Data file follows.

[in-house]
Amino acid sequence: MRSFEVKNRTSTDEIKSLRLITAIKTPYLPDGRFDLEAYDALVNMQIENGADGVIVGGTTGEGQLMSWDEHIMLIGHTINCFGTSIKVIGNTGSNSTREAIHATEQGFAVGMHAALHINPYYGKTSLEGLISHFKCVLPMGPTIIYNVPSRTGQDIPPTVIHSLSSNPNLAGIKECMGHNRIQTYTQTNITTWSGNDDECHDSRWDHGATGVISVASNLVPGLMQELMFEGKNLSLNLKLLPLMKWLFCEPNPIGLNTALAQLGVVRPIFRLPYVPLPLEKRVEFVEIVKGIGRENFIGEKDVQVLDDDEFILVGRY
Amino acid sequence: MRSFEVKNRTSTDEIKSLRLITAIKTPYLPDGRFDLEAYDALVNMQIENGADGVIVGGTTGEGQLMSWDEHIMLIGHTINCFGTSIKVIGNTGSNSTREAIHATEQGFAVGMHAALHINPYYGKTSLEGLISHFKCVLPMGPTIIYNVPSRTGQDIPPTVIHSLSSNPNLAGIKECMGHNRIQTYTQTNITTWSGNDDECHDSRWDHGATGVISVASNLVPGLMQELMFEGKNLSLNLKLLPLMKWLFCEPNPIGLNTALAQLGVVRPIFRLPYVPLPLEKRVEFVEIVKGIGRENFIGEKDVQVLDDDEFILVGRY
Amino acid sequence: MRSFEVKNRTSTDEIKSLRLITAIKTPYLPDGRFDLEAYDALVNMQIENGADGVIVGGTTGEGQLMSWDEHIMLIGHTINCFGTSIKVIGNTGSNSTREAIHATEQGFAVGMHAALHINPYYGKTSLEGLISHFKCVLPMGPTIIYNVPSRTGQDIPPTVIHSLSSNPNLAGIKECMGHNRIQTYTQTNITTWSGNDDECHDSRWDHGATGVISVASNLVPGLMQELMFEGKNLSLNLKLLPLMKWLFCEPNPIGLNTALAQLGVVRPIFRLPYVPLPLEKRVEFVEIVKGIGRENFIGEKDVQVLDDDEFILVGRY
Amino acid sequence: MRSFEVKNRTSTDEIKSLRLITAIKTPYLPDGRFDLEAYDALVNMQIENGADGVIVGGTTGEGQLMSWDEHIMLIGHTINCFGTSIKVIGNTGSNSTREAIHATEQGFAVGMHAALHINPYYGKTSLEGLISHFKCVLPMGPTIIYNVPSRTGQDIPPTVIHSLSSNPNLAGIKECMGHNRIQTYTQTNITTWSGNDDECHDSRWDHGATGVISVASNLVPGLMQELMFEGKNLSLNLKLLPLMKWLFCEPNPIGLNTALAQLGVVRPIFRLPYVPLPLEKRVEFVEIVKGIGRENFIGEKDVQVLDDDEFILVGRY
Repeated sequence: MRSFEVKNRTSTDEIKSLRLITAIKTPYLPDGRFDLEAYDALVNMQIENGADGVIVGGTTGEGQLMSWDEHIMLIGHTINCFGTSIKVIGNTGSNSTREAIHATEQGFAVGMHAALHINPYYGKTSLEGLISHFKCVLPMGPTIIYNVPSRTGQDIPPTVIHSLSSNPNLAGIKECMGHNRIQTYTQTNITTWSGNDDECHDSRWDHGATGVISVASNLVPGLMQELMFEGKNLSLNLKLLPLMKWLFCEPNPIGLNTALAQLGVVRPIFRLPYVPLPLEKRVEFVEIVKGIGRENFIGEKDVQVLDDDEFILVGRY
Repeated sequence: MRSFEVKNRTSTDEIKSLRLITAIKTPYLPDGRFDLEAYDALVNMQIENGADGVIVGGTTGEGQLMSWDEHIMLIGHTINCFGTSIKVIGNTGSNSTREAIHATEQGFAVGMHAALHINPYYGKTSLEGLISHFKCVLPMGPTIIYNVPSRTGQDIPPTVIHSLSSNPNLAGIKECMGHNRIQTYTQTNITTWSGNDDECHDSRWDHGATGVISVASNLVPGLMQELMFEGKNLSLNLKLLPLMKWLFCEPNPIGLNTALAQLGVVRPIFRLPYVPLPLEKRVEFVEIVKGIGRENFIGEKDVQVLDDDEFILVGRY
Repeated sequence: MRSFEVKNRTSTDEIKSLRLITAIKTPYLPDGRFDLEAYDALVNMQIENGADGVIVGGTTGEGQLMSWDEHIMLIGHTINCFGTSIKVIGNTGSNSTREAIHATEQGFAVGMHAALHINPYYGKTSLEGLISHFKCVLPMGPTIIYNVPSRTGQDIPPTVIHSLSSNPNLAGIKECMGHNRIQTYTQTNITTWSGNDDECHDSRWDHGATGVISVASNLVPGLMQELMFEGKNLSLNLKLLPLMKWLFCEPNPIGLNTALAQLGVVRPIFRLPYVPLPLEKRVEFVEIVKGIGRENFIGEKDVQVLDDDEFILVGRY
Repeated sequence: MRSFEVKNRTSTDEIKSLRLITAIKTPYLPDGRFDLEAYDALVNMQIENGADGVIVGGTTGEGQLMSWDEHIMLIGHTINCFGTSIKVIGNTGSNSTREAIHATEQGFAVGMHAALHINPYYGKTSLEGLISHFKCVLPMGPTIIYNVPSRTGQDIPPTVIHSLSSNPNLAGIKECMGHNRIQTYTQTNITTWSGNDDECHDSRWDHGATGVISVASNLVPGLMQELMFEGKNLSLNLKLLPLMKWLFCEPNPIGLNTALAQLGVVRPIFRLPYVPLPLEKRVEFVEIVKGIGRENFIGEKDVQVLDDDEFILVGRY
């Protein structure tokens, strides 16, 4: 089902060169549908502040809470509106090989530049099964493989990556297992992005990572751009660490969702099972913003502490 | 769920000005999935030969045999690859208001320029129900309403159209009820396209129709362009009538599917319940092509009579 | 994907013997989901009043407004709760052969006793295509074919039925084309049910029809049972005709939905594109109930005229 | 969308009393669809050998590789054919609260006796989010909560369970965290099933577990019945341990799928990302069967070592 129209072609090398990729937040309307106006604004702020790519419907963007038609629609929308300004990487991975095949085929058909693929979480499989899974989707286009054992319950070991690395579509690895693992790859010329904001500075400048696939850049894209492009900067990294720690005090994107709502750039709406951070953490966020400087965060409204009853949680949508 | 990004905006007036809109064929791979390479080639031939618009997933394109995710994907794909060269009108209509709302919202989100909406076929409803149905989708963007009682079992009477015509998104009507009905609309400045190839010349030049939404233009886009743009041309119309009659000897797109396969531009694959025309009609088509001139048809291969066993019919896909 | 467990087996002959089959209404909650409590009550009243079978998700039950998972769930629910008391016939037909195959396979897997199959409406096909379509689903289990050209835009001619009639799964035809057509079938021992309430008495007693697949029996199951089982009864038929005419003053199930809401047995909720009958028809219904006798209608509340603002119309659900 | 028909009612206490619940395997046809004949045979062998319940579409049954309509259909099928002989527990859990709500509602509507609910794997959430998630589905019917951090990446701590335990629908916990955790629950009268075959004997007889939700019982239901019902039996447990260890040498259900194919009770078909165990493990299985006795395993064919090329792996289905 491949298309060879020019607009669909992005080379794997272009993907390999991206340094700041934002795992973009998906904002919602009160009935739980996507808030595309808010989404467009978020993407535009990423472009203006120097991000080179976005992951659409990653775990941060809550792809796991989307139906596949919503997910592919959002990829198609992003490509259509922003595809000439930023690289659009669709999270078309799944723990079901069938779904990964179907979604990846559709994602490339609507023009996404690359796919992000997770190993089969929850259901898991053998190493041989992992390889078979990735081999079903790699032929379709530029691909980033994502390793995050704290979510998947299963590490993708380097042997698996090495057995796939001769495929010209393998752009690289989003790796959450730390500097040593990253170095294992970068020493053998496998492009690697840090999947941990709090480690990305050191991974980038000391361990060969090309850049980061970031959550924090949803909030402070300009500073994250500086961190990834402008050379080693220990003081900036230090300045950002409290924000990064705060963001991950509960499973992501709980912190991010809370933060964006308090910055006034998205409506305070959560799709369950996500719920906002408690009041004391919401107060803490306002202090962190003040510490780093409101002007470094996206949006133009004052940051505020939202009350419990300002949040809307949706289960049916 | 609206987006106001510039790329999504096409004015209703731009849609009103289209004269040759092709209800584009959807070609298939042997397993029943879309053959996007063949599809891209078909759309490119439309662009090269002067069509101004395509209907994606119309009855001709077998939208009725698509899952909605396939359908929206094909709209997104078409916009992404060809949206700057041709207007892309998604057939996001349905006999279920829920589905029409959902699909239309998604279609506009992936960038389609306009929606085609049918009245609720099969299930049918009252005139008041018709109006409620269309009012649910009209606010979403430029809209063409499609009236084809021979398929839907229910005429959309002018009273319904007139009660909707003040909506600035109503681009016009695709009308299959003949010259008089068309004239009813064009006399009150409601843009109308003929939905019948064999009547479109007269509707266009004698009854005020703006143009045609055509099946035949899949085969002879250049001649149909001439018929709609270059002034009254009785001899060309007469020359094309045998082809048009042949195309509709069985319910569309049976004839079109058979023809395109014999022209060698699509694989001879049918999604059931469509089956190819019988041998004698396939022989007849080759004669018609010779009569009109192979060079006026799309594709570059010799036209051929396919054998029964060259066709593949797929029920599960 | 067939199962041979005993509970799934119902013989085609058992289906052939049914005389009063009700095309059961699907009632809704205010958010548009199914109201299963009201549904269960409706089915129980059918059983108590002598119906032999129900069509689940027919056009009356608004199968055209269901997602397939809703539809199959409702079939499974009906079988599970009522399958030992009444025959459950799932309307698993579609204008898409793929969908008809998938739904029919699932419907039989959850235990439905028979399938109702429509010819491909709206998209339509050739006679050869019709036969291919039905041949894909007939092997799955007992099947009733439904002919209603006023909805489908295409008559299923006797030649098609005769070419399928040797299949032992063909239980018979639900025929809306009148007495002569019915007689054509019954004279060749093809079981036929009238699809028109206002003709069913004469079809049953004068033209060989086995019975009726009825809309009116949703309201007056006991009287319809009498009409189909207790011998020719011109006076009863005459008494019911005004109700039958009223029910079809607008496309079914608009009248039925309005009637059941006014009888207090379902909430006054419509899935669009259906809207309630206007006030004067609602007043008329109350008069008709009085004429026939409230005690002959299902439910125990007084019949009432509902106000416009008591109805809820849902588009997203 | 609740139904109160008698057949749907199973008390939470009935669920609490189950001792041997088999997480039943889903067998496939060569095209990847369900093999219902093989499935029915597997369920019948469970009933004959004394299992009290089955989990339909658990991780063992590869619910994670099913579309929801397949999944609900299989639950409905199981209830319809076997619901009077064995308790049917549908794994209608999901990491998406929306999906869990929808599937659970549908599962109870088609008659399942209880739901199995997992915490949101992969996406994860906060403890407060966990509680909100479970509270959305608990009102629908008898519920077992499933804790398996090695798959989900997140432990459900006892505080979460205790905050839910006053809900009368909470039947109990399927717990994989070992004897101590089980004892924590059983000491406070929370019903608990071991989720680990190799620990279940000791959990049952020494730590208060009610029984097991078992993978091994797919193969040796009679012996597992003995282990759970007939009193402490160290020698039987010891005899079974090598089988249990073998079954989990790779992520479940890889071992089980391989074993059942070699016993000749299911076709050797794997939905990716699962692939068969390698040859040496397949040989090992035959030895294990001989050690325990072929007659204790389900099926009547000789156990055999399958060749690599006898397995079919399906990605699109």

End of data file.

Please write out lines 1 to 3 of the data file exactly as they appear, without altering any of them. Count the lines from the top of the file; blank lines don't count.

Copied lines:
[in-house]
Amino acid sequence: MRSFEVKNRTSTDEIKSLRLITAIKTPYLPDGRFDLEAYDALVNMQIENGADGVIVGGTTGEGQLMSWDEHIMLIGHTINCFGTSIKVIGNTGSNSTREAIHATEQGFAVGMHAALHINPYYGKTSLEGLISHFKCVLPMGPTIIYNVPSRTGQDIPPTVIHSLSSNPNLAGIKECMGHNRIQTYTQTNITTWSGNDDECHDSRWDHGATGVISVASNLVPGLMQELMFEGKNLSLNLKLLPLMKWLFCEPNPIGLNTALAQLGVVRPIFRLPYVPLPLEKRVEFVEIVKGIGRENFIGEKDVQVLDDDEFILVGRY
Amino acid sequence: MRSFEVKNRTSTDEIKSLRLITAIKTPYLPDGRFDLEAYDALVNMQIENGADGVIVGGTTGEGQLMSWDEHIMLIGHTINCFGTSIKVIGNTGSNSTREAIHATEQGFAVGMHAALHINPYYGKTSLEGLISHFKCVLPMGPTIIYNVPSRTGQDIPPTVIHSLSSNPNLAGIKECMGHNRIQTYTQTNITTWSGNDDECHDSRWDHGATGVISVASNLVPGLMQELMFEGKNLSLNLKLLPLMKWLFCEPNPIGLNTALAQLGVVRPIFRLPYVPLPLEKRVEFVEIVKGIGRENFIGEKDVQVLDDDEFILVGRY